Plenary and Invited Talks

Plenary and Invited Talks
Embodied AI: Beyond ChatGPT

The success of the large language models and ChatGPT demonstrates the incredible power of learning systems based on big data combined with computing power. However, current large AI models lack grounding of their knowledge on the real world, resulting in side effects such as hallucination. We argue that, to achieve real human-level intelligence, the AI agent should be embodied and embedded in the real world to acquire grounded knowledge from sensorimotor interaction with the world. The embodied agent can also learn fully autonomously through the physical action followed by self-feedback from sensory perception. The embodiment combined with ChatGPT also allows for physical execution of natural language commands, opening a whole new world of applications beyond the generation of mere texts and images.

Byoung-Tak Zhang is POSCO Chair Professor of Computer Science and Engineering and Director of the AI Institute, Seoul National University (SNU). He has served as President of the Korean Society for Artificial Intelligence (2010-2013) and of the Korean Society for Cognitive Science (2016-2017). He received his PhD (Dr. rer. nat.) in computer science from University of Bonn, Germany in 1992 and his BS and MS in computer science and engineering from Seoul National University, Korea in 1986 and 1988, respectively.

Before joining Seoul National University in 1997, he has worked as Research Fellow at the German National Research Center for Information Technology (GMD, now Fraunhofer Institutes) in Sankt Augustin/Bonn for 1992-1995.

He has been Visiting Professor at MIT CSAIL and Brain and Cognitive Sciences Department, Cambridge, MA, for 2003-2004, Samsung Advanced Institute of Technology (SAIT) for 2007-2008, BMBF Excellence Centers of Cognitive Technical Systems (CoTeSys, Munich) and Cognitive Interaction Technology (CITEC, Bielefeld) for the Winter of 2010-2011, and Princeton Neuroscience Institute (PNI) for 2013-2014.

He currently serves as Associate Editor of Journal of Cognitive Science, Applied Intelligence, BioSystems, and the IEEE Transactions on Evolutionary Computation (1997-2010).

Perceptrons Revisited

The perceptron model has endured as the basic building block of state-of-the-art neural networks for object classification, segmentation, scene understanding and multimodal representations. How can we understand how the representations of sensor input signals are transformed by deep neural networks? I show how statistical insights can be gained by analyzing the high-dimensional geometrical structure of these representations as they are reformatted in neural network hierarchies. The perceptron model can be derived via an optimality principle by considering a binary neuron with two states representing firing and quiescent states embedded in a feedback environment adapting to regulate a discounted quadratic cost over time. This framework can be generalized to larger discount factors with representative solutions derived for state spaces with varying dimensions.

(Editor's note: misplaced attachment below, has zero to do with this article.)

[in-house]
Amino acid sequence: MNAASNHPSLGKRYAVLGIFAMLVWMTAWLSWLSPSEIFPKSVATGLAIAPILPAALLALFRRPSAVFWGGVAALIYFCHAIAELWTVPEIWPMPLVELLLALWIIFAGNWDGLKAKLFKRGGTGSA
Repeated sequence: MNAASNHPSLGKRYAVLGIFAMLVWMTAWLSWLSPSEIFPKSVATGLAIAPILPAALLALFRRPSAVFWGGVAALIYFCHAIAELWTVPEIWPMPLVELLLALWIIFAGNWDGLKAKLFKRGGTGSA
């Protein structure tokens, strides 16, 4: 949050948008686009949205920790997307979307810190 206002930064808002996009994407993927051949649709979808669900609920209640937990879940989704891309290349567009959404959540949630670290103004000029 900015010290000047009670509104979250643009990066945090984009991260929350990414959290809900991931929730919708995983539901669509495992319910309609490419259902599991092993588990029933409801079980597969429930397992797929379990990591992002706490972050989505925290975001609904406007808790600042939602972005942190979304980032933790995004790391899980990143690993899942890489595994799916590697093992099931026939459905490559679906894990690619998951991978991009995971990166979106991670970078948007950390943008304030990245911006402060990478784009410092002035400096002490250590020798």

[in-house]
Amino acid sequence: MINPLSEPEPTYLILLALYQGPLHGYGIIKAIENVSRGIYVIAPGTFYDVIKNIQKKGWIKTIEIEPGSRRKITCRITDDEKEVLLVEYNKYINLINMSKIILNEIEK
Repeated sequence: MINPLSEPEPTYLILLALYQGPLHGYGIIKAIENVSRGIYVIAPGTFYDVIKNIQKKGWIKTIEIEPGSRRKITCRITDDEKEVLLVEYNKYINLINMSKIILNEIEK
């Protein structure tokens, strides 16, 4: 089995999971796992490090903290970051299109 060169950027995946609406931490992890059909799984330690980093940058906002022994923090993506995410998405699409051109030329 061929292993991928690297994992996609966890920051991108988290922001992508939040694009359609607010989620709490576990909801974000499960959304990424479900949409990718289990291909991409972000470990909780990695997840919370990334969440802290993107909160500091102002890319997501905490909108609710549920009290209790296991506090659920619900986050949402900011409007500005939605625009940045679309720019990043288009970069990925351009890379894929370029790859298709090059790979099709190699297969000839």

Daniel D. Lee has been a Professor of Electrical and Computer Engineering at Cornell Tech and Cornell University, New York, NY, USA (URL:

Towards an Understanding of Information Processing Mechanisms in the Human Brain

Professor Ichiro Kobayashi
Department of Information Sciences, Ochanomizu University

Dr. Ichiro Kobayashi has been a Professor of Advanced Sciences at Ochanomizu University since 2011. He has also been an invited researcher at the Artificial Intelligence Research Center (AIRC) of the National Institute of Advanced Industrial Science and Technology (AIST) since 2017, and a visiting researcher at the Center for Information and Neural Networks(CiNet)of the National Institute of Information and Communications Technology (NICT) since 2023.

His research interests include developing computational intelligence that can think and reason in language, and he works on neuroscience for human language use in the cognitive world and robotics for language use in the real world. He specializes in artificial intelligence, natural language processing, machine learning, and functional linguistics.

He received his Ph.D. degree from Tokyo Institute of Technology in 1995. He was a research assistant professor at the Faculty of Economics, Hosei University in 1995, an associate professor at the same university in 1996, and an associate professor at the Faculty of Sciences, Ochanomizu University in 2003. He was a visiting researcher at the Brain Science Institute, RIKEN from 2000 to 2005, at the German Research Center for Artificial Intelligence in 2007, and at the Center for the Study of Language and Information (CSLI) of Stanford University from 2007 to 2008.

In recent years, it has been found that convolutional neural networks are homologous to the brain processing of visual information in mammals, and this has led to a growing number of attempts to elucidate the mechanisms of human brain activity with the aid of deep learning models. In this plenary talk, Dr. Kobayashi will introduce the decoding of information in the brain and the investigation of information processing mechanisms in the brain by using deep learning models. In the former, a method for decoding brain activity under visual stimuli with language and a method for reconstructing images will be presented. In the latter, the localization and representation of information in the human brain under visual and verbal stimuli will be examined to investigate the relationship between these modalities in the human brain, as well as how time and emotion are processed in the human brain.